In a rare sign of bipartisanship, the top Republican and lead Democrat on the House Financial Services Committee are working together on a possible bill to ease regulation of community banks, committee and industry sources said Wednesday.
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Help for small banks has emerged as common ground for the Republican chairman of the committee, Rep. Jeb Hensarling (R-TX), one of the most conservative members of Congress, and the lead Democrat, Rep. Maxine Waters (D-CA), one of the most liberal, sources said.
The two lawmakers, both new to their positions this year, are known more for their heated ideological clashes than cooperation—a Washington Post story in April called them “polar opposites.”
But a Waters aide said her new position as “ranking member” on the committee – the most senior Democrat -- has laid the foundation for the recent behind-the-scenes discussions.
“She’s always cared for these institutions, but now she has more ability to affect legislation,” Harry Gural, spokesperson for the committee’s Democrats, said. “Now she is ranking member of the committee, so she has a greater responsibility to listen more intently at a higher level.”
Gural said Waters also has become open to addressing concerns of small banks now that they’ve operated for nearly three years under Dodd-Frank financial reform, which Congress passed in 2010. Community banks have been lobbying Congress for relief from some of its provisions, which they say have hurt local lending and economic growth.
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“She’s had a chance to see (Dodd-Frank) play out,” Gural said. “Small banks help their communities in ways larger banks don’t…There are reasons to treat them differently.” He said Waters will continue to defend Dodd-Frank provisions covering large banks.
Industry sources said Hensarling and Waters have been seeking input on possible bipartisan legislation from Washington’s two major trade associations representing smaller banks, the American Bankers Association and the Independent Community Bankers of America (ICBA).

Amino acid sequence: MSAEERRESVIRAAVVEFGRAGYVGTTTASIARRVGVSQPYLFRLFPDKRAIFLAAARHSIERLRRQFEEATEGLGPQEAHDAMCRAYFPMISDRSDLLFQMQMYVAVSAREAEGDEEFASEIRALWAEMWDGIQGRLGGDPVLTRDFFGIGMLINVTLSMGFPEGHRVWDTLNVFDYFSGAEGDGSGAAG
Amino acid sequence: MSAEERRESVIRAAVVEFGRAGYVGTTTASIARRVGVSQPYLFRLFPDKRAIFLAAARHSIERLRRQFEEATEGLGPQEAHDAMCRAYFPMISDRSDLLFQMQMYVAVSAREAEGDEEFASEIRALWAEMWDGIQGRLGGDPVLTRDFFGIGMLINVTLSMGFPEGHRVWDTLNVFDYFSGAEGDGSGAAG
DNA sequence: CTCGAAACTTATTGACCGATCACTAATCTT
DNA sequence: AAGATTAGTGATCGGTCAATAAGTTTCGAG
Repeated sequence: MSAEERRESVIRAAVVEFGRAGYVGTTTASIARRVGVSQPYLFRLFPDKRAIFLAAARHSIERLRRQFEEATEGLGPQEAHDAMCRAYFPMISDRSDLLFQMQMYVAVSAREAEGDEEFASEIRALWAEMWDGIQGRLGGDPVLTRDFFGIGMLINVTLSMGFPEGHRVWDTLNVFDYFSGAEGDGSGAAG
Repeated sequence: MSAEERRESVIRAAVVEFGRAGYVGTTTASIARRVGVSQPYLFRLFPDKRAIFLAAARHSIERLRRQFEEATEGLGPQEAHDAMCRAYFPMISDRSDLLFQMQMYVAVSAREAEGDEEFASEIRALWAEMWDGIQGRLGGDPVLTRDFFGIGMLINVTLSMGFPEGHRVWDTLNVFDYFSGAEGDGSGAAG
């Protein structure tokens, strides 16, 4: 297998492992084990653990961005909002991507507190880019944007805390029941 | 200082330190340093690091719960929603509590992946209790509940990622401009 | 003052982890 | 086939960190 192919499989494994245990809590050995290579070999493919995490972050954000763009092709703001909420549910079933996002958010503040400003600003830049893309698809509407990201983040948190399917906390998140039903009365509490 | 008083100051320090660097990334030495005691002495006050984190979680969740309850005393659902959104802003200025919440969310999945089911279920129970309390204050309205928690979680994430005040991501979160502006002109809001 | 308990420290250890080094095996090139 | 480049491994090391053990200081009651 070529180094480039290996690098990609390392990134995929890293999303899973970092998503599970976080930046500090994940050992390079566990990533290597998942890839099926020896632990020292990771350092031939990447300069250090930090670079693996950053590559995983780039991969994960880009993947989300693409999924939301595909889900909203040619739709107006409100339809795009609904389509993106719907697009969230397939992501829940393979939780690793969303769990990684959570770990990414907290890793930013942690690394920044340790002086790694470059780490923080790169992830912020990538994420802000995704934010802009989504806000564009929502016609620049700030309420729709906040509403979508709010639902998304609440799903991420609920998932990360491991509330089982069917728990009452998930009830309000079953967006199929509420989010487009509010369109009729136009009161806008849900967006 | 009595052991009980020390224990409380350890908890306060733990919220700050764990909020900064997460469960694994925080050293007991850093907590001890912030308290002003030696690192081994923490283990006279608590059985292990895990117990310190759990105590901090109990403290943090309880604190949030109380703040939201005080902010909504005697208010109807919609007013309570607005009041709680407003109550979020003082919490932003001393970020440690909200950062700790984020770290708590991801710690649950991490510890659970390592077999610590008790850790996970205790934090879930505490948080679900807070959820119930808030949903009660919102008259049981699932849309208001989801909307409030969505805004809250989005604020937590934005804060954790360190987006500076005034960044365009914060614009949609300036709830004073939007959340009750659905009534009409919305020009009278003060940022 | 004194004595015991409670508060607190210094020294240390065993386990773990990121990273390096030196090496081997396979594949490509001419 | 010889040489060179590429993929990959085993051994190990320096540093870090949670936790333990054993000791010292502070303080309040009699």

“It’s a work-in-progress,” said Jeff Emerson, spokesperson for the committee’s Republicans. The leaders’ staffs “have been working and meeting to discuss possible ideas,” he said. “There’s no legislative language (yet).”
Sources said small bank legislation could change more than just select provisions of Dodd-Frank. It could also cover capital requirements for community banks; their mortgage lending practices, and their examinations by regulators, they said.
In February, the ICBA released a “Plan for Prosperity,” a list of “legislative priorities.”
Industry sources said the two leaders hope to produce legislation before Congress adjourns for its summer recess in August.
“It would be incredible front-page news should Chairman Hensarling and Ranking Member Waters demonstrate they can deliver bipartisan community bank regulatory relief,” Paul Merski, ICBA’s executive vice president and chief economist, said in a statement.
“A Hensarling-Waters bill would ultimately display the leadership Americans have grown hungry for and to finally get meaningful regulatory relief legislation advanced in a divided Congress. One can only be confident, that in this unique case, opposites will attract and success can be had when these powerful forces come together.”
Industry sources said any deal from Hensarling and Waters for small banks would give it momentum in the Senate.
“Anything that the House can get through in a bipartisan way can get through the Senate,” a bank lobbyist said.